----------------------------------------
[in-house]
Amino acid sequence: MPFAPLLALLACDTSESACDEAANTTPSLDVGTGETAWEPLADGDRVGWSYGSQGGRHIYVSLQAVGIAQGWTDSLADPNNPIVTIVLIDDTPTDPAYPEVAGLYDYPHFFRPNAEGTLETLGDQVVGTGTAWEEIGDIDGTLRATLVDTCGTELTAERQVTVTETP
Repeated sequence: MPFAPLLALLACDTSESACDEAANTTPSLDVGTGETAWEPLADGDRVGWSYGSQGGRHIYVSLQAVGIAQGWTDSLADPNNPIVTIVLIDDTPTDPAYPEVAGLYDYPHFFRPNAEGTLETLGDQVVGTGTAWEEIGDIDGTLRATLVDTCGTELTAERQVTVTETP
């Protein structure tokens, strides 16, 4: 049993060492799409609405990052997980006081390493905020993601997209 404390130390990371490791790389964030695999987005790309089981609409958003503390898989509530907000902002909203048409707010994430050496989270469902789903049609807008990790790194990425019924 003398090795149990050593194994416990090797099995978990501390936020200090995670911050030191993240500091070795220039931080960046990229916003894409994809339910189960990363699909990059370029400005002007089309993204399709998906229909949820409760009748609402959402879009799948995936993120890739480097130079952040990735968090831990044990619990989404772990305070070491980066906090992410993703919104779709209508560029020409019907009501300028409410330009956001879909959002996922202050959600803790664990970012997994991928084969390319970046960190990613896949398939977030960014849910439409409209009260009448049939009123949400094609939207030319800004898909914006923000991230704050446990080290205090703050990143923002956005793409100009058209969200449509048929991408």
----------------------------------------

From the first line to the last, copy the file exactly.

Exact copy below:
[in-house]
Amino acid sequence: MPFAPLLALLACDTSESACDEAANTTPSLDVGTGETAWEPLADGDRVGWSYGSQGGRHIYVSLQAVGIAQGWTDSLADPNNPIVTIVLIDDTPTDPAYPEVAGLYDYPHFFRPNAEGTLETLGDQVVGTGTAWEEIGDIDGTLRATLVDTCGTELTAERQVTVTETP
Repeated sequence: MPFAPLLALLACDTSESACDEAANTTPSLDVGTGETAWEPLADGDRVGWSYGSQGGRHIYVSLQAVGIAQGWTDSLADPNNPIVTIVLIDDTPTDPAYPEVAGLYDYPHFFRPNAEGTLETLGDQVVGTGTAWEEIGDIDGTLRATLVDTCGTELTAERQVTVTETP
């Protein structure tokens, strides 16, 4: 049993060492799409609405990052997980006081390493905020993601997209 404390130390990371490791790389964030695999987005790309089981609409958003503390898989509530907000902002909203048409707010994430050496989270469902789903049609807008990790790194990425019924 003398090795149990050593194994416990090797099995978990501390936020200090995670911050030191993240500091070795220039931080960046990229916003894409994809339910189960990363699909990059370029400005002007089309993204399709998906229909949820409760009748609402959402879009799948995936993120890739480097130079952040990735968090831990044990619990989404772990305070070491980066906090992410993703919104779709209508560029020409019907009501300028409410330009956001879909959002996922202050959600803790664990970012997994991928084969390319970046960190990613896949398939977030960014849910439409409209009260009448049939009123949400094609939207030319800004898909914006923000991230704050446990080290205090703050990143923002956005793409100009058209969200449509048929991408």